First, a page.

Next of Kin uses the familiar to put us on edge

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Did you catch Archie Panjabi and Jack Davenport as married couple the Harcourts in Next of Kin’s first episode last night? If not, catch up on ITV Hub today.

In early scenes that had us gripped, Archie Panjabi is in a taxi stopping suddenly in a traffic jam. A cyclist swerves to miss her, as she steps out into the chaos on the road. A plume of black smoke indicates the gridlock is due to an explosion, a terror attack, and soon this is confirmed.

Using a helicopter, emergency services vehicles, a bus, cars and pedestrians, the scenes were filmed with 120 cast and crew in Islington along Linton Street, Rees Street and St Philip’s Way in May last year.

Things take a very dark turn, and soon the Harcourt family is under suspicion by counter terrorist officers.

During their research for the six-part series, its creators Paul Rutman and Natasha Narayan, spoke to Sara Khan of Inspire and the Muslim Chaplain, Kalsoom Bashir who are combatting radicalisation among young people. They were also advised by Commander Richard Walton, formerly director of Counter Terrorism Command.

The creators have said, “The world of Kalashnikovs and Jihad, of Anasheed videos and apostasy, has as much to do with this family as the Salem Witch Trials have to with a modern Anglican. So when this world collides with their own, their reactions quickly turn from grief to denial: this can’t be happening, it can’t be happening to us.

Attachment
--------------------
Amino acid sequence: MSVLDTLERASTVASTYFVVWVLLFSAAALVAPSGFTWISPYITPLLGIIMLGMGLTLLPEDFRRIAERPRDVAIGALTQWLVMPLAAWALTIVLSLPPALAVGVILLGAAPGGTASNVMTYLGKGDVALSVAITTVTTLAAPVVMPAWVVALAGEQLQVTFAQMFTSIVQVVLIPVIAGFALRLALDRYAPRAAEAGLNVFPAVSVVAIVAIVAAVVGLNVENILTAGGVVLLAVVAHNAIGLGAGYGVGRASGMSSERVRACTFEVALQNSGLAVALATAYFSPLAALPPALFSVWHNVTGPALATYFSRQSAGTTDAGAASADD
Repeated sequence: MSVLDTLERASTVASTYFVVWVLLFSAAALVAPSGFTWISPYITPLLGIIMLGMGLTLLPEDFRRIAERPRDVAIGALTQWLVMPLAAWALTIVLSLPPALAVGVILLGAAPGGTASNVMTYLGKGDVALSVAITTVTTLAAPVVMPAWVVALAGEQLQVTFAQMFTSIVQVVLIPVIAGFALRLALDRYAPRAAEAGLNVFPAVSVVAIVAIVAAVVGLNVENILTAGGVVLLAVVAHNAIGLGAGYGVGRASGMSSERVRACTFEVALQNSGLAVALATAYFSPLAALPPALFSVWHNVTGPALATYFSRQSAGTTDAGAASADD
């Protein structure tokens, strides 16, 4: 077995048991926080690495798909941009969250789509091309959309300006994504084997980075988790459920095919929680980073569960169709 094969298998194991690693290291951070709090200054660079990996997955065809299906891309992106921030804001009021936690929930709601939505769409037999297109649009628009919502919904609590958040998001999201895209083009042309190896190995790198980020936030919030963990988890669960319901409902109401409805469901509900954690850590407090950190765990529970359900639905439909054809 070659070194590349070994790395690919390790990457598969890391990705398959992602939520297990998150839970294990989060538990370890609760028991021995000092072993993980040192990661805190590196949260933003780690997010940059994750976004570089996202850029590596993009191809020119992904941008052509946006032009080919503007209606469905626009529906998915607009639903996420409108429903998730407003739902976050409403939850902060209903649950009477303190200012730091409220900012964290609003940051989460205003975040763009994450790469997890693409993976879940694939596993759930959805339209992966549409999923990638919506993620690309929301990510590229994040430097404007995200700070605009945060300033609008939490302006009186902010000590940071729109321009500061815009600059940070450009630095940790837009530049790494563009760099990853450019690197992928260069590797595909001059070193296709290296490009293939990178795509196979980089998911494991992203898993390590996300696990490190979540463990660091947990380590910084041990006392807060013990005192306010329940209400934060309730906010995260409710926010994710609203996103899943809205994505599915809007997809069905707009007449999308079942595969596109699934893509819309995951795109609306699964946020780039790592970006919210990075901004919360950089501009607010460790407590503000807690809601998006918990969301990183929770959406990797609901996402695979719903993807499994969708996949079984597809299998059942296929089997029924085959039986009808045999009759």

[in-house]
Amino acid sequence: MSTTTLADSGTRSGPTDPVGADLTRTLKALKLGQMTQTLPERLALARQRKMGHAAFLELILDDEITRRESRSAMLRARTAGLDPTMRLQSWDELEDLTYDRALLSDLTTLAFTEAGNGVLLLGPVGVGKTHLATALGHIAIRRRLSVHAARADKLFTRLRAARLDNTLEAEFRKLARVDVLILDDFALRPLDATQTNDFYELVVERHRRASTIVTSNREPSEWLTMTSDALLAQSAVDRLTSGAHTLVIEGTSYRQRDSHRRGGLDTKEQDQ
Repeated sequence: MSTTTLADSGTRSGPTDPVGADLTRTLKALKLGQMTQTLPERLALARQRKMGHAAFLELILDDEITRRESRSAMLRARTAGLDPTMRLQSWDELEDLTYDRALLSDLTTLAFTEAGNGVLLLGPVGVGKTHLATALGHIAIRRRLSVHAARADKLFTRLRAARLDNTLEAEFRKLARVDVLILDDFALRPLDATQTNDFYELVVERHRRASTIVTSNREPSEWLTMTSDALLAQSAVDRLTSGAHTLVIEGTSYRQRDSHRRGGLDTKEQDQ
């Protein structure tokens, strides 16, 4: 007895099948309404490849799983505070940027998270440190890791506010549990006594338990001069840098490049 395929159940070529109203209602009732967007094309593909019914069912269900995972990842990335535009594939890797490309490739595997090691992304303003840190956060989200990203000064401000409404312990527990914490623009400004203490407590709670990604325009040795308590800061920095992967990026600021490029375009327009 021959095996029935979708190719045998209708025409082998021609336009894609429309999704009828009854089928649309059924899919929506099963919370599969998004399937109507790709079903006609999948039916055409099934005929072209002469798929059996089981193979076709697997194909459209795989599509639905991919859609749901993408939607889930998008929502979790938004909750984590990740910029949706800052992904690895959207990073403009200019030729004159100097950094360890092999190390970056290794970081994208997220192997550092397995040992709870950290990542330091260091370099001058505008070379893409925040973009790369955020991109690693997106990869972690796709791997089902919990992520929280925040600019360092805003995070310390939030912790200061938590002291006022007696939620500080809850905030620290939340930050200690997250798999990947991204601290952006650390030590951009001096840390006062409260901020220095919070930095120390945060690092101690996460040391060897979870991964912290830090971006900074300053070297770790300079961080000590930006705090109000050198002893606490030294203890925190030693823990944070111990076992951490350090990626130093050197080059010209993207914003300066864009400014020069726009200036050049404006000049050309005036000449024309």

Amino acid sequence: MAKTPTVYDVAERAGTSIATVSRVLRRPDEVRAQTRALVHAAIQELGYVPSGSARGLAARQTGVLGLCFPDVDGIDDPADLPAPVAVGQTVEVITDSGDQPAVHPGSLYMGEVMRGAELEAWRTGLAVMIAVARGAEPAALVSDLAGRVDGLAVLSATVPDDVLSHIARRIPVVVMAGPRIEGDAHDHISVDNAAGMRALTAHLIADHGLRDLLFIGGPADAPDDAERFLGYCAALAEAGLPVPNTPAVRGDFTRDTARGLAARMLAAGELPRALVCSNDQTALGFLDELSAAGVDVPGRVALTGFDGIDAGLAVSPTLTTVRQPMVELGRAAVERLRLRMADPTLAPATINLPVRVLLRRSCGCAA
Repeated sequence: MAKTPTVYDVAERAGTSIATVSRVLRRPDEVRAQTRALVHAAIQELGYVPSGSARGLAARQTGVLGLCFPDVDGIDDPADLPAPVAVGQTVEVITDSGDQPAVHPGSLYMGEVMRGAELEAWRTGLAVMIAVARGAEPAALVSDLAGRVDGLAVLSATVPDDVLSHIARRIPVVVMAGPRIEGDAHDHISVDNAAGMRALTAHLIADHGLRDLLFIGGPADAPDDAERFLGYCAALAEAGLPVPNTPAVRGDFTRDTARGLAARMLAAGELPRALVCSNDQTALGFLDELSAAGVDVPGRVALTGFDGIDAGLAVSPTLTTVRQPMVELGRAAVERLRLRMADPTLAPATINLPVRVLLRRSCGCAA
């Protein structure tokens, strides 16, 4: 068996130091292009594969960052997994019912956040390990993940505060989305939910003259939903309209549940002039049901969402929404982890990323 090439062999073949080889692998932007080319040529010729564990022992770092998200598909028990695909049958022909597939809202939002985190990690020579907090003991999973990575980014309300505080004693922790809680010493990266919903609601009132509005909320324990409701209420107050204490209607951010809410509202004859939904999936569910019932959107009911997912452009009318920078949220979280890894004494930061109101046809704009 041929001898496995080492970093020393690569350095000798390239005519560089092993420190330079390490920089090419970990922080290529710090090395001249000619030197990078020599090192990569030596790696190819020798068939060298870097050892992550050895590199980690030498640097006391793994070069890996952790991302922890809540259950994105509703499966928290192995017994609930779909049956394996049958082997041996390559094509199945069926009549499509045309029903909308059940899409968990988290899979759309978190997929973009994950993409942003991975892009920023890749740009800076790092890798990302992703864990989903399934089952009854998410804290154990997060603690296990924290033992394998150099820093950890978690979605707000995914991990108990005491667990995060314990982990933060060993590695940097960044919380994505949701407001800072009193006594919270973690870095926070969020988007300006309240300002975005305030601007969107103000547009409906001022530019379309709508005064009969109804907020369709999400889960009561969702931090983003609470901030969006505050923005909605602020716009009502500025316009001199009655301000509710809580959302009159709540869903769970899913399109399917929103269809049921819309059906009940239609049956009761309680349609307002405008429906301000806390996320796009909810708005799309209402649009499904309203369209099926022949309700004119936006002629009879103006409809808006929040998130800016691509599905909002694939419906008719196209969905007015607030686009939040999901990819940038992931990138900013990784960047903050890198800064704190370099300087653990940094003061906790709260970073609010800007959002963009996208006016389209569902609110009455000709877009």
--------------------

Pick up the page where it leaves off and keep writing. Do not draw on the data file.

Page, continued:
“This seems to us a story with universal overtones. Like the Japanese in America when Pearl Harbour was bombed, Muslims can come to be seen as the enemy within.”

FilmFixer manages the film office service for Islington, Lewisham, Southwark and Camden councils.

FilmFixer director Karen Everett says, “We can see why the production is hoping this drama will get people talking, and we were really happy to help out with the location filming.

“Some of the locations might looks familiar. Jack Davenport plays a political lobbyist, with his office in Freemason’s Hall in Camden. And the Counter Terrorism Unit is played by another familiar place, the Blue Fin Building in Southwark.

“Some very important scenes were filmed over four days in a location we see far less of – the stunning period cinema Gracepoint on Essex Road.

“An old limousine pulls up out the front, as we see celebrities making their way along the red carpet into the cinema. A few scenes were filmed from the rooftop, as well as interiors.

“It was also great to see Lewisham’s stunning Broadway Theatre on Catford Road used, where a death is being investigated.

“Rotherhithe Primary School in Southwark hosted filming in May last year, where parents and children celebrate an international food evening.

“Islington’s South Library on Essex Road doubles as a mosque where we see ritual washing and a prayer scene. Whittington Community Centre in Islington is used, and the Mildmay Club in Stoke Newington plays a Muslim community centre.

“Eden Grove in Islington makes an appearance and the interior of the British College of Osteopathic Medicine, in Camden’s Netherhall Gardens.

“Still in Camden, there’s a punch up outside the The Swedenborg Society on Bloomsbury Way.”

Archie Panjabi has said, “When I read Next Of Kin, I never really thought of it as being a Muslim family. Guy [Jack Davenport] is English, her son is English, Mona [her character] even calls herself English…

“… Their ethnicity, for me, doesn’t really come into it all, which I think is the way forward. We’re not denying what their religious background may be… They’re just a family living in England, affected by events.”

Certainly the locations feel very familiar and homey to Londoners, adding an even more uncomfortable edge to the drama.